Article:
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20ogBook Reviews267 especially true after 1868, when Union occupation troops were vastly diminished and relegated to the Indian frontier. A lack of manpower enabled Taylor Ring associates to run roughshod over Soudi Texas as bounty hunters, vigilante groups, county sheriffs, and others chased after them dirough more than forty counties. Between 1 870 and 1873 the ephemeral Texas State Police (40 percent were freedmen ) were expected to fill the void left by the removal of the army but were stifled by racist attitudes and litde public support. In the end, it was a resurgent Democratic Party that repealed the State Police Law in 1873, leaving law enforcement to local and county officials. In this complicated landscape, deciding who were the good guys or bad guys depended on where one stood on the Civil War. Under Republican domination the Democrats tolerated the terror and violence ofanti-Union elements. Once back in power, the new government reintroduced the state militia, which had a force of 3,500 men to assist local authorities and the state police in ending the decades-long crime wave. Smallwood's scrupulous use of a wide range of primary resources and colorful vignettes will ensure this book finds a wide-readership with both general and academic audiences. The book is chock-full of memorable characters such as the Taylor brothers, John Wesley Hardin and Texas Ranger Leander McNeIIy. At the end of the book there is a helpful appendix listing 197 men who took part in these activities between 1850 and 1880. This book is an important contribution to post-Civil War Texas history, but, it could have benefited from an analysis of recurrent domestic terrorism in this region, particularly in the current age we live in. Smallwood makes numerous references to "terrorist Klan groups," "Klan-like groups," and "Klan-like terrorist groups," but never identifies any specific organizations or explains their development or recrudescence. While TL· Feud that Wasn't is an accomplished work and an important contribution to post-Civil War Texas history, it will not be the final word on this complicated era in Texas history. Sam Houston State UniversityMitchel P. Roth Andersonvilles of tL· North: TL· Myths and Realities of Northern Treatment of Civil War Confederate Prisoners. By James M. Gillispie. (Denton: University of North Texas Press, 2008. Pp. 286. Illustrations, notes, bibliography, index. ISBN 9781 57441255°. $24-95 cloth.) Few aspects on the American Civil War are the subject of as much popular misconception as the issues surrounding prisoner of war camps. Margaret Mitchell's classic Gone with tL· Wind (1936), MacKanlay Kantor's Andersonville (1955), and the sizable amount of academic literature on the subject generally arouse strong emotions among readers. These works have long shaped our understanding and biases of Civil War-era prisons, and James M. Gillispie's new book Andersonvilles of tL· North serves as a revisionist examination of this traditionally controversial topic. Gillispie's book functions on multiple levels. His main goal is to provide an updated and reconsidered explanation of Federal prison operations and how 268Southwestern Hhtorical QuarterlyOctober northern officials treated their Confederate captives. Challenging both the prevailing scholarly and popular views that Union officials were deliberately brutal and negligent in the care and attention provided to soudiern soldiers, Gillispie argues that northern policies "were considerably more humane and reasonable in their treatment of Confederate prisoners tiian commonly thought" (5). The book also provides a multi-chapter analysis of myth and fact pertaining to wartime prisons that has evolved in northern and southern literature ever since the guns fell silent in 1865. Relying almost exclusively on leading contemporary sources such as die Official Records (1880-1901), Medical and Surgical Hütory of tL· War of tL· Rebellion (1870-1888), and numerous Union and Confederate diaries, Gillispie discounts die reliability of postwar accounts, maintaining that they have obscured reality and helped contribute to many of the misconceptions regarding Nordiern prison camps. The audior thus adopts a recendy growing tradition among many Civil War scholars who choose not to use reminisces and memoirs because of dieir polemical nature. Gillispie claims that a cursory reading of these accounts reveals diat they were exploited for political and social purposes by nordierners...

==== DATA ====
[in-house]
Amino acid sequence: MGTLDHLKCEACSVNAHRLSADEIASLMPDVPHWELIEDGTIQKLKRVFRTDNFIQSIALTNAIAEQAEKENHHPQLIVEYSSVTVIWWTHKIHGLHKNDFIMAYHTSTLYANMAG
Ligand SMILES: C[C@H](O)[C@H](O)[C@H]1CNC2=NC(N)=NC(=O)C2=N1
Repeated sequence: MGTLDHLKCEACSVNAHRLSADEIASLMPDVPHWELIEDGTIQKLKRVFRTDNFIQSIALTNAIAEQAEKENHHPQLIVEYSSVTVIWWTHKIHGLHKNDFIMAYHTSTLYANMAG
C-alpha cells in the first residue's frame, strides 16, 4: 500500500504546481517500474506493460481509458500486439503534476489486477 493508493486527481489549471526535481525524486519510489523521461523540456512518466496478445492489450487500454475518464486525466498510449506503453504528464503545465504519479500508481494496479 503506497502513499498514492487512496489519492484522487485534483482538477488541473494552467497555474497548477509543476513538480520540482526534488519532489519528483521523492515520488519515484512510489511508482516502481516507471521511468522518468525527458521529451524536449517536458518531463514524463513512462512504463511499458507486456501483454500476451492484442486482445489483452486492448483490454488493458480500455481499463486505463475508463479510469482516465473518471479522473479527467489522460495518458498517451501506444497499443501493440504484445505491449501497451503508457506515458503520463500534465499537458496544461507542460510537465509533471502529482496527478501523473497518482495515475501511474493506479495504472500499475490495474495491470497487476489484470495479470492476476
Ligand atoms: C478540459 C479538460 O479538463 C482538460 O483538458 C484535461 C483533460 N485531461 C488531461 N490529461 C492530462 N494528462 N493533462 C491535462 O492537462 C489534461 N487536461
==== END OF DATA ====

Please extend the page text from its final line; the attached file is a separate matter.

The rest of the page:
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pp. 267-268
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